This afternoon, I was re-reading this post by Tasha Fierce; she was reflecting on the series of posts she'd written for Bitch Magazine about fat and pop culture. There was one line in this post that really got me thinking; for context's sake, I should probably tell you that she was talking about the fact that because of the hostility that her subject had aroused in so many readers, she quickly realized that she'd have to also include a certain amount of "Fat Acceptance 101" just so that she could make her commentary about fat people in pop culture to an audience who couldn't claim that they didn't know what she was talking about. She also said that she didn't feel inclined to coddle people who felt that she owed them a lot of explanation, and she says:
"As so many have said, oppressed people are not a learning opportunity and you need to take it upon yourself to become educated on a topic."
First of all, I can say that I completely agree with this. My life is not a learning opportunity for people with types of privilege that I lack, and the lives of people who don't have the privileges that I do are definitely not learning opportunities for me. I agree totally with the idea that it's up to privileged people to teach themselves about privilege and the way it affects people's lives, and that nobody—whether they're fat, female, LGBTQ etc., non-white, non-Christian, or anything else that deviates from this (largely imaginary) "norm" that consists basically of temporarily able-bodied white middle-aged Protestant men, should have to answer questions about their lives that they don't want to answer, nor do I think that their lives should be used in any way of which they do not approve.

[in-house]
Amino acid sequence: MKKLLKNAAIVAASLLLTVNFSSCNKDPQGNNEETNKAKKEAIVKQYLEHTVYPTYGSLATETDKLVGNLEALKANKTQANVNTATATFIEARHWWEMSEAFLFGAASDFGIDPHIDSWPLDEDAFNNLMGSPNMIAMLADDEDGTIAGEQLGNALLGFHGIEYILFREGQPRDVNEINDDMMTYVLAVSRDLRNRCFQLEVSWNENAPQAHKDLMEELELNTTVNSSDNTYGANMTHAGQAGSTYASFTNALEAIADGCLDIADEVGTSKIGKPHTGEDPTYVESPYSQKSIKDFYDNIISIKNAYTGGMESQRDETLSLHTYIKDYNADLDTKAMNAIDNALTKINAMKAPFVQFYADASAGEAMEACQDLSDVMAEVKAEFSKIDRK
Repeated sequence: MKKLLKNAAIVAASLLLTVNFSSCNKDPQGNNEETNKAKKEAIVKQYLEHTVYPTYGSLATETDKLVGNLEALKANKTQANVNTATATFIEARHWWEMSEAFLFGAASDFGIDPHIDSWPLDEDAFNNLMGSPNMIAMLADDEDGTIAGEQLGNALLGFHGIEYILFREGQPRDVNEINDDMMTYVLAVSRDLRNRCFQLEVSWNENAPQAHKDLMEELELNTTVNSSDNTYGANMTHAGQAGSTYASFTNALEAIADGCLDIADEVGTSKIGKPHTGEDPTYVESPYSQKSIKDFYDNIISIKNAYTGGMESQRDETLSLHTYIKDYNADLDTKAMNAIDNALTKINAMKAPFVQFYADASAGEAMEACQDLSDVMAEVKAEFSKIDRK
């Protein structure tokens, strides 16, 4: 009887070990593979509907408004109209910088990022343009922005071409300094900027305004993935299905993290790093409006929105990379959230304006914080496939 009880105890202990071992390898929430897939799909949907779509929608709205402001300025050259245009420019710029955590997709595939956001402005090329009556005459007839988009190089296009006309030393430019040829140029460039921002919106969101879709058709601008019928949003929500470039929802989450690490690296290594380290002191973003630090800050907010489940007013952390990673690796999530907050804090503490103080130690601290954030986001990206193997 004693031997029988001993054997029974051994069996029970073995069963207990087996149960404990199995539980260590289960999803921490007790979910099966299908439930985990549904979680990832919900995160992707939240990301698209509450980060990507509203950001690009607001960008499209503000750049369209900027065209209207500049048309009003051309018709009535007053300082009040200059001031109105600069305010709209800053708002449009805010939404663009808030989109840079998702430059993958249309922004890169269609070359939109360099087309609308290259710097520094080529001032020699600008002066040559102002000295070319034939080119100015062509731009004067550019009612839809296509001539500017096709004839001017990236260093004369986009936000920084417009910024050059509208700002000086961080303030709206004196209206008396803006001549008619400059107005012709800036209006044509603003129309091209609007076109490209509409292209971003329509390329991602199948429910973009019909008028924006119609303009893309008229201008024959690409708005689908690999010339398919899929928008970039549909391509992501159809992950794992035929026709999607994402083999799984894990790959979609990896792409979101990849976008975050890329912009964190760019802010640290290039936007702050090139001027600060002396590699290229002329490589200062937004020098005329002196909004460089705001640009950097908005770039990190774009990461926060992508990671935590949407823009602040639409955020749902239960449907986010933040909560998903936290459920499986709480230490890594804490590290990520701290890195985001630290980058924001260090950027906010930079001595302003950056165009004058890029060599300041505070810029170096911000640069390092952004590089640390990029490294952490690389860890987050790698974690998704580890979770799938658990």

Sometimes it's just a good idea to point people in the right direction, especially if they really do want to learn how to be a good, supportive and effective friend and ally. Telling people "If you want to learn, go teach yourself about it, it's not my job!" can be pretty damn unproductive. Say you have a five-year-old kid who wants to learn to play the violin. The best way to go about that wouldn't be to present her with a full-sized violin and sheet music for a complicated violin solo and tell her, "Here you go, you've got your sheet music, you've got your instrument, now go teach yourself how to play." How can you learn if you can't even figure out where to start? To someone who's not familiar with the idea of privilege, or of the problems that various groups of people face, it can feel an awful lot like that. I know; I've been there myself when it comes to an issue or two, and there have been times when I've thought that a bit of extra help might have been, well, helpful. That's a large part of the reason why I've been so open about some very personal things on this blog.
Just to be clear: I don't think that anyone has a duty to educate other people about things that they could easily look up for themselves. But I do think that sometimes, when we're sure we've encountered someone who truly wants to be an ally, it might be helpful—to us as well as to them—to at least let them know about one or two resources that they can use to teach themselves about something that may, in time, come to mean as much to them as it does to us. Otherwise, the constant refrain of "go teach yourself" can sound an awful lot like "go fuck yourself" instead, and that's no help to anybody. :p